NR: "Russia is already in breach of the newly signed cease-fire agreement."

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A short pre-recorded piece that played first on International and recaps the current Russian troop movements and the destruction of the rail bridge that links Tbilisi with the port city of Poti. One of the things it is used for is to transport oil for companies such as BP.

FREDRICKA WHITFIELD: Well, Mr. Bush referred to the cease-fire agreement as a hopeful step, but as CNN's Michael Ware tells us from Georgia, Russia's intentions still are not clear.

MICHAEL WARE, CNN CORRESPONDENT: Russia is already in breach of the newly signed cease-fire agreement according to the Georgia government. Today, just hours after the agreement was signed, we've been witnessing Russian mechanized infantry units still moving around the town of Gori, well inside undisputed Georgian territory. And according to locals, it was in the middle of the day when Russian troops destroyed this key railway bridge behind me, a railway line that links the capital Tbilisi with the vital port city of Poti. A railway line important militarily, politically and economically, carrying oil even for foreign companies like BP to the port city and beyond.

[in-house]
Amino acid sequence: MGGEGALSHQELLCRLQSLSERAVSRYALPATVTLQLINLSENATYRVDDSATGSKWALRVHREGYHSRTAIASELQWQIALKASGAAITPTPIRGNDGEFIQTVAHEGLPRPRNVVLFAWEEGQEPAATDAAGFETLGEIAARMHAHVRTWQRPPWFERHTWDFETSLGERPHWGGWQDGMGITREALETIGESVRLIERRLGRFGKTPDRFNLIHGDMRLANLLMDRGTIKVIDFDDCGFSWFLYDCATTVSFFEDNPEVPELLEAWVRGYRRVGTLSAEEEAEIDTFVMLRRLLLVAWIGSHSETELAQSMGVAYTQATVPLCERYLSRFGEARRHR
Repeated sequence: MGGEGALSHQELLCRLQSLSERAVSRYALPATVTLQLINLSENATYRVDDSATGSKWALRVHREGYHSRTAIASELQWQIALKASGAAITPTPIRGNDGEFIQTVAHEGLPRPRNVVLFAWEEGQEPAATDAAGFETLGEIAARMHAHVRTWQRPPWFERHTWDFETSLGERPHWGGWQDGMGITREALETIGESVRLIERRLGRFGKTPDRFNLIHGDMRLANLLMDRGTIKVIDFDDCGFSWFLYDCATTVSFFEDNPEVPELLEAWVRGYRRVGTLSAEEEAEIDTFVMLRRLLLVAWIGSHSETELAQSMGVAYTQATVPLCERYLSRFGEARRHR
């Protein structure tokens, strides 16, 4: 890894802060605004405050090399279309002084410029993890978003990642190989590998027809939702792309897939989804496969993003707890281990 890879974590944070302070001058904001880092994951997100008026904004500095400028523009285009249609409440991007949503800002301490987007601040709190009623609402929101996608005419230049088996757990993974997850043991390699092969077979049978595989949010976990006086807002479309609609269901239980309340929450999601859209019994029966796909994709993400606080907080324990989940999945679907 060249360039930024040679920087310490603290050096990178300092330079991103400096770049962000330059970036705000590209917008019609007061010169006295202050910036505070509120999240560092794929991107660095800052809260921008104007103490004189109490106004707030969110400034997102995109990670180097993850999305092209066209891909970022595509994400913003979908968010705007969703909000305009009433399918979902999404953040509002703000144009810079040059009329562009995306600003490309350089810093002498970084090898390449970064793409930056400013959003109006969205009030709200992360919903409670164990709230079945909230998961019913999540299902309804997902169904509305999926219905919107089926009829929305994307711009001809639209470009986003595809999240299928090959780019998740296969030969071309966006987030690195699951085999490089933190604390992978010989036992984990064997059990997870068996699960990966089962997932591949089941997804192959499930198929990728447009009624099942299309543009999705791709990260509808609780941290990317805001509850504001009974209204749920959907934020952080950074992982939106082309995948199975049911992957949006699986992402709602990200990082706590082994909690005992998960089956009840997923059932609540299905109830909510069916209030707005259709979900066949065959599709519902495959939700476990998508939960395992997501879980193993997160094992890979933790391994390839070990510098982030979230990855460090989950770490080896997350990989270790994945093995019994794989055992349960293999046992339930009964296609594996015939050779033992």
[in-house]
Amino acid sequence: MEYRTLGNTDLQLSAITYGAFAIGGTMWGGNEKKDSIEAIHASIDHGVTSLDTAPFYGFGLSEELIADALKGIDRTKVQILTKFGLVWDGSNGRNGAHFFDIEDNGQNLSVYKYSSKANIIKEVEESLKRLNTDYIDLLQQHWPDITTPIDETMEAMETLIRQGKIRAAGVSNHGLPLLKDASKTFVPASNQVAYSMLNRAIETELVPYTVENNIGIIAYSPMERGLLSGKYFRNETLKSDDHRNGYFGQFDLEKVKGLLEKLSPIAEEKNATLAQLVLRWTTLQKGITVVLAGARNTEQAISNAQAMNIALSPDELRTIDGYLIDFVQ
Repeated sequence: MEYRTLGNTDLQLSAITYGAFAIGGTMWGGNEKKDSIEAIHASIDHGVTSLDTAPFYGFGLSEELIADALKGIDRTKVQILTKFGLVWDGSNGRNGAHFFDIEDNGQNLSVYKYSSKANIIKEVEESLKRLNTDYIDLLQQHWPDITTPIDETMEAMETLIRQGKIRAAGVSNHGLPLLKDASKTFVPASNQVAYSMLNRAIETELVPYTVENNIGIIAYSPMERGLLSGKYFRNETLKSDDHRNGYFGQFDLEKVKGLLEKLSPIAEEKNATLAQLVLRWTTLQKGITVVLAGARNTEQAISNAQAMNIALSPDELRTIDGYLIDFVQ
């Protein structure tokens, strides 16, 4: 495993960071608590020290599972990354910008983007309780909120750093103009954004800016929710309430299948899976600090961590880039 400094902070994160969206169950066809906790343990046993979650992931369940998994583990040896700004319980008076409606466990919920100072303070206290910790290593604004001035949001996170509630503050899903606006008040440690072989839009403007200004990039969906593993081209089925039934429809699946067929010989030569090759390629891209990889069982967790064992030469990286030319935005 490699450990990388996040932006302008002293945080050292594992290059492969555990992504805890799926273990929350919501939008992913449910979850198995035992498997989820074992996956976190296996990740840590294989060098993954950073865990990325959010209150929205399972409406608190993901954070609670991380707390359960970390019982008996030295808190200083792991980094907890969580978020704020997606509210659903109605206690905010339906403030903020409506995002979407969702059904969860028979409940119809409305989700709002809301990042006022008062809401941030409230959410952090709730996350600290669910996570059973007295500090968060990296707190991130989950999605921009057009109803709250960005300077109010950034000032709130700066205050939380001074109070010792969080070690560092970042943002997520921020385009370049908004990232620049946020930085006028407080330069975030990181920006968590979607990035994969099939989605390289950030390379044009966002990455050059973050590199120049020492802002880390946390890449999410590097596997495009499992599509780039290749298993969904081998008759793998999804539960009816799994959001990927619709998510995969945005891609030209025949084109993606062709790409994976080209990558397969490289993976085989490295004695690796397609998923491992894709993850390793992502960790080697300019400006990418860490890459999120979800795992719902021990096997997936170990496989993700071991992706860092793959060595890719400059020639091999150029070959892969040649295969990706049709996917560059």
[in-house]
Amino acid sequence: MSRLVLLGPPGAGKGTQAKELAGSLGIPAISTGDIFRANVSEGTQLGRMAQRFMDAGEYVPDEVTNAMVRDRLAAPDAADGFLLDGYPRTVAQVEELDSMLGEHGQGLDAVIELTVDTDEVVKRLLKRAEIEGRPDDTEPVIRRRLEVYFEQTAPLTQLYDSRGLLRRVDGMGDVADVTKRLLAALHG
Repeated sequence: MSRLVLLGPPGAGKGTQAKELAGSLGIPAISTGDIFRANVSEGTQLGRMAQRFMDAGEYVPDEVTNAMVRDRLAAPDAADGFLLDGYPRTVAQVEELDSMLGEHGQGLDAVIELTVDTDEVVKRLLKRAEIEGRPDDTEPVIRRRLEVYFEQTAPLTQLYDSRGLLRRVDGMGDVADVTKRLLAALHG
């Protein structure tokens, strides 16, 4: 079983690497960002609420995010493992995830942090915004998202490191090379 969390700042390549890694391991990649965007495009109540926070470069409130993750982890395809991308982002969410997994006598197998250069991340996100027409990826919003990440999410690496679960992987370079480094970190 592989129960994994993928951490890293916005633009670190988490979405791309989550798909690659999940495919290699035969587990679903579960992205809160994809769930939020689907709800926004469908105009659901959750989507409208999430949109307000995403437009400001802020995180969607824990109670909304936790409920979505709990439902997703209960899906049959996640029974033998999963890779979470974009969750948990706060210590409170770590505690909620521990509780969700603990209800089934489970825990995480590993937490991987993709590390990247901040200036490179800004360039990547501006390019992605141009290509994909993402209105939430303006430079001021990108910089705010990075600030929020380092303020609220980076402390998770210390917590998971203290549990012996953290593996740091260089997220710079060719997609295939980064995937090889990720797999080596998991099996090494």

The Russian troops by their mere presence, says the Georgian vice prime minister, Giorgi Baramidze, are in defiance and have broken the cease-fire agreement. The troops are making no signs of withdrawal, and indeed continue to flex their muscle, making their presence felt. The vice prime minister said that even though it may not be a realistic notion that the Russians can be beaten militarily, his country having been already defeated, he said, nonetheless if actions and provocation such this by the Russians continue, the vice prime minister says, his country and its people are ready and willing to take up arms and to renew the conflict.

Michael Ware, CNN, on the outskirts of Gori.